Henry’s legitimacy is real, rooted not just in Heaven but on Earth. Thus, the “physicality” of his rule has a reflection in his person, and required the physical objects of rulers past, especially the chalice of St. Edward, among other things. These various objects had a hierarchy of value, and who carried them and where people processed gave rather than reflected status. Contra the modern assumption of the homogenization of space and time, the king stood somewhere between heaven and earth. Heaven of course was not earth, but the two met in various times and places in the medieval view. Church buildings themselves were a touchstone, and the designs of the buildings manifested this.* Clergy were consecrated, set apart, so they could receive the ultimate intersection between heaven and earth–the holy eucharist. The City of God was not the City of Man, but they sought to model earthly order on heavenly order, or reality itself. Thus, officiating clergy elevated the king at a certain point in the coronation, just as they would elevate the bread and wine. The ceremony made the connection of “consecration” immediately obvious to all.
Many assume that Henry’s Reformation might make such “catholic” ceremonies obsolete, but in fact Henry seems to have gone “all out” in Anne’s coronation ceremony. To start, he held a separate coronation service for her, which may have had no precedent. Second, the ceremony took place on Whitsunday (Pentecost), the second most holy day in the church calendar. Third, Henry absented himself from being seen directly during the ceremony itself, which gave him more “god-like” status, the unseen yet present “earthly god” bidding Anne receive the crown. Finally, Henry wanted for Anne to wear Katherine’s crown during the ceremony. Yet here even Henry met a roadblock he could not overcome, as the man in charge of the crown would not give it up. The ambassador of Venice relates,
Accordingly, the king wrathfully sent to the one who has charge of the queen’s [i.e. Katherine] crown, Master Sadocho by name, a great man in that island, requiring the crown for the coronation. Master Sadocho replied he could not give it up because of the oath he had taken to the said queen, that he would guard that crown faithfully. The king then went to see him and expressed his desire. At this, Master Sadocho, who is a man of ripe age, took off his cap and flung it to the ground without saying a word. When the king saw this he asked what moved him to do such a thing as this, to which Master Sadocho replied that rather than give him the crown he would suffer his head to lie where his cap did. . . . As he is a great personage who also has a son also of great worth and numerous followers, the king took no further steps, but had another crown made for the coronation of the new queen, who has been pregnant for five months.
Obviously, symbols had real meaning for those outside of the king and clergy.
In all these things Henry to me seems to overreach, realizing the precarious nature of his enterprise. He had founded a new church, divorced/annulled his marriage with Katherine, and married someone already pregnant. He gave Anne all the symbolism he could. Prayers said during the coronation directly assumed that the child Anne carried was a boy. Alas for Anne, perhaps the connection between symbolism and reality could only go so far.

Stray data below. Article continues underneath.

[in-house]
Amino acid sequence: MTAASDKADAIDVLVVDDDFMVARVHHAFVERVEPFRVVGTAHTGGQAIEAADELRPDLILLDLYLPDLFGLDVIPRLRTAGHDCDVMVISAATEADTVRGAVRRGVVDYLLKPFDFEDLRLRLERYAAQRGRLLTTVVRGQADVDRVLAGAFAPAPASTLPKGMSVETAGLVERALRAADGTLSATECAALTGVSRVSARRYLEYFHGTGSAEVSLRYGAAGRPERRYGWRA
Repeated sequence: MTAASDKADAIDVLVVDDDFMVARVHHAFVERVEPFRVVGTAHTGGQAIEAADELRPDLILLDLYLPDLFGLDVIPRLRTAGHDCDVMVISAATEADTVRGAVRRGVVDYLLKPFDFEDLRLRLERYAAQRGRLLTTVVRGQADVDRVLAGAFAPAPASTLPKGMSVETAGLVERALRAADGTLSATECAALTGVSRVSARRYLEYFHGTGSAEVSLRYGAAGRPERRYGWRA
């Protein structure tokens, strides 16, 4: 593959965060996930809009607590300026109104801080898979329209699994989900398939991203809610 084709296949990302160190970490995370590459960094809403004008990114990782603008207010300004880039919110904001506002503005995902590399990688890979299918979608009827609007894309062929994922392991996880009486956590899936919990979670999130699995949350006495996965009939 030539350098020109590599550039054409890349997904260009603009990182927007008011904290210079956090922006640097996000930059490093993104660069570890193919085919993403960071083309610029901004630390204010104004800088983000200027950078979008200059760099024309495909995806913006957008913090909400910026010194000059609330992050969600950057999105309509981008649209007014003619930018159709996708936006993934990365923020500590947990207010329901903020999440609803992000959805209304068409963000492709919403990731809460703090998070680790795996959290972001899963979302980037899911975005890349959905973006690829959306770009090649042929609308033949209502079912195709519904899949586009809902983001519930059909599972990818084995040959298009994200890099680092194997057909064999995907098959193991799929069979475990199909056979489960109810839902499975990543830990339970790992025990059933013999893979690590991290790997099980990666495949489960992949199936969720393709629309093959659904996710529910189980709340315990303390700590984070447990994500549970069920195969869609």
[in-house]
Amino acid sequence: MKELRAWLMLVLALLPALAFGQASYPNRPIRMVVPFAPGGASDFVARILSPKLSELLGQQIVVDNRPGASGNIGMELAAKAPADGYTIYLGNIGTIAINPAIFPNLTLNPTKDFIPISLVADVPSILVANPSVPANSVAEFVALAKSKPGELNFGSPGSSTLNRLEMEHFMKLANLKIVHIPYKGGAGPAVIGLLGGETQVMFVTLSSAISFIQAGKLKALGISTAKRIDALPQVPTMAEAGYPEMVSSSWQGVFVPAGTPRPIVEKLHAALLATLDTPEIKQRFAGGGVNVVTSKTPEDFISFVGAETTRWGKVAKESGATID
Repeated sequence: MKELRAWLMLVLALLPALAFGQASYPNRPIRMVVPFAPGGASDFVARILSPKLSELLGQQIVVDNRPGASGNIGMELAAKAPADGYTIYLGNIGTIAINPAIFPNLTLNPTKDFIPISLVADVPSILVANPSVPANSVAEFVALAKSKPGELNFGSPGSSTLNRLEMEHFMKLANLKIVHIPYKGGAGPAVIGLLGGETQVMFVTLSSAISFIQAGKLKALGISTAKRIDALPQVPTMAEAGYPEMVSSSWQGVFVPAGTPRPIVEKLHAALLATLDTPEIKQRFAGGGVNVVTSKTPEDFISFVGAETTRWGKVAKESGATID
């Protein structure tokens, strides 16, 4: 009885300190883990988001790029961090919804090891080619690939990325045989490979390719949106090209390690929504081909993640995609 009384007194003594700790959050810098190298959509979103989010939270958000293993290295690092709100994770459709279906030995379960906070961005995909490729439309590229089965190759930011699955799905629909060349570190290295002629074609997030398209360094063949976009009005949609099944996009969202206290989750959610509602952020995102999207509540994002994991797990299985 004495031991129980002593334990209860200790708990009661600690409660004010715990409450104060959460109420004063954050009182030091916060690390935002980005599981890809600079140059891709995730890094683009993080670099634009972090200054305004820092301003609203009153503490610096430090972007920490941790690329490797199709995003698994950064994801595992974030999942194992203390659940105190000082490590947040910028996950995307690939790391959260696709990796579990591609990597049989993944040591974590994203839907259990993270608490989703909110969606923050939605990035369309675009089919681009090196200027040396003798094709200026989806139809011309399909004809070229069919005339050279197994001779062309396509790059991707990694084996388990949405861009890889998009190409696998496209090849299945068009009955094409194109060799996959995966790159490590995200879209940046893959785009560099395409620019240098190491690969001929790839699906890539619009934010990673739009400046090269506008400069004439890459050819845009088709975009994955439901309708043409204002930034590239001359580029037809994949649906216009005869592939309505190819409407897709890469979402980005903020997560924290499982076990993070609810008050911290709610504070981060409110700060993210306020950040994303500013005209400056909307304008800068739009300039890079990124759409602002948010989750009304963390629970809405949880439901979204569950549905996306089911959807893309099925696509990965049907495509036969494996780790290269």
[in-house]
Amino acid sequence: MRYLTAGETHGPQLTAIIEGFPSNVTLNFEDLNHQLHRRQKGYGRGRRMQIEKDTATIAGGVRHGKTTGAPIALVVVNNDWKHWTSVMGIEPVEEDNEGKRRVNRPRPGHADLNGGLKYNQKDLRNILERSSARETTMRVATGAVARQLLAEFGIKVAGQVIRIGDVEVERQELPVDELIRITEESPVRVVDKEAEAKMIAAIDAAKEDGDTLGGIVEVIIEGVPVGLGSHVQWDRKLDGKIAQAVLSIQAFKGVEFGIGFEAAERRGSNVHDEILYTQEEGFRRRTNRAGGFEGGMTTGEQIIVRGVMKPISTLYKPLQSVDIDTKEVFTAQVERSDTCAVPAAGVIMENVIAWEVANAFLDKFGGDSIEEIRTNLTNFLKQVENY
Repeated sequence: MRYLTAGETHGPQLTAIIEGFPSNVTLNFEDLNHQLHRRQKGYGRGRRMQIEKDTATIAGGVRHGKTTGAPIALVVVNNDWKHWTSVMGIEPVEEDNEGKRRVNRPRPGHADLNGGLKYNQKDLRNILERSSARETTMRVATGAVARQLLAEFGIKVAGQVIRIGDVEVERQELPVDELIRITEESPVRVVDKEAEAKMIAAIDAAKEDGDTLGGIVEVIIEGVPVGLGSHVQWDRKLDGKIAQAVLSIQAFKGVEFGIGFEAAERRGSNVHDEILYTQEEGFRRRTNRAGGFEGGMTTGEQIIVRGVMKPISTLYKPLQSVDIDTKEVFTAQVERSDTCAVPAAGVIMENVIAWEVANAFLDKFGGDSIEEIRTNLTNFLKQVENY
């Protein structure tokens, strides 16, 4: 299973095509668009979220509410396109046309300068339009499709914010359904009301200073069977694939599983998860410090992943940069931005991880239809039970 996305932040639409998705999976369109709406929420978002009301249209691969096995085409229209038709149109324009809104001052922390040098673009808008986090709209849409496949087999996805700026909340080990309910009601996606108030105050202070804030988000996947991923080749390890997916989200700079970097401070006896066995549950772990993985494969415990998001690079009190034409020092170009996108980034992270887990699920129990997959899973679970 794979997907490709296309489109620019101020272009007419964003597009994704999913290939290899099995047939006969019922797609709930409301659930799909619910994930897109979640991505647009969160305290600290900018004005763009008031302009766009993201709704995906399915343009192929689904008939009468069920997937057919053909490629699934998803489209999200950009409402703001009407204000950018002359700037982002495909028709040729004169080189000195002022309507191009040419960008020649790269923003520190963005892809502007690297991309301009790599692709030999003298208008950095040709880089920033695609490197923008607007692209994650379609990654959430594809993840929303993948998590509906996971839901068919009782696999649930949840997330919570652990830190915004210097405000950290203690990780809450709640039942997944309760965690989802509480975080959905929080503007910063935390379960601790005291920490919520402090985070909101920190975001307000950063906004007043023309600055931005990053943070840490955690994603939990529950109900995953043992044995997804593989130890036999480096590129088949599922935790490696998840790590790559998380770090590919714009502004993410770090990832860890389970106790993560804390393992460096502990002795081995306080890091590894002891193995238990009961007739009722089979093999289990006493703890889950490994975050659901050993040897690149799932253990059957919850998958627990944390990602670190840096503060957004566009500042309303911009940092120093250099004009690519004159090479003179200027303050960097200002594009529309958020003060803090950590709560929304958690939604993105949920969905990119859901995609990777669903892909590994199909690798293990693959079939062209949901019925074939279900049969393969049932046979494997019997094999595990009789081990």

The real shift took place with Edward VI. Here we had a combination of 1) No Henry to go all out to get his way, 2) More evangelical reformers in charge in the Church of England, 3) A boy king who had no real say in what went on. The crucial distinction came when Bishop Cranmer stated that, “the oil [for consecration], if added, is but a ceremony,” and not strictly necessary. Nothing really happens at the coronation that could not happen elsewhere. Heredity, the system, and his oath made Edward king, and nothing more. Certainly the ceremony had to have the Church presiding–or so it seemed obvious at the time–but the Church no longer had to “do” anything important.
One might argue that this shifted politics wholly into the realm of the secular, and so made kingship defendant on the right exercise of power. This made kings potentially just as politically vulnerable as any president, but in a more precarious position, as Charles I and Louis XVI discovered.
As a culture, we clearly crave symbolic archetypes more than in the past. We see this in the consistent popularity of super-hero movies, and the somewhat polarizing popularity of Jordan Peterson. We see it in recent political commentary, as a handful of mostly normal people believed that Obama was the anti-Christ in 2008, or that Bush and Trump were/are Nazis. We see it in our woeful neglect of Congress–perhaps there are just too many of them to affix any meaningful archetypes. It may be that we are forced into this symbolic realm by the incomprehensibility of our laws. However we got here, this unsettling political moment gives our culture some interesting opportunities to understand our symbols and to recover an older view of reality.
Today we tend to assume that if something is a symbol it is not really real, but only a signifier for the real. Hence, we know what a male sign for the bathroom means, even though of course no one in the bathroom looks like the symbol. Symbol and reality live in different worlds, in different planes of meaning. But the older meaning of “symbol” meant the bringing together of reality to create “real” meaning. St. Maximos the Confessor writes,
…for he who starting from the spiritual world sees appear the visible world or else who sees appear symbolically the contour of spiritual things freeing themselves from visible things… that one does not consider anything of what is visible as impure, because he does not find any irreconcilable contradiction with the ideas of things.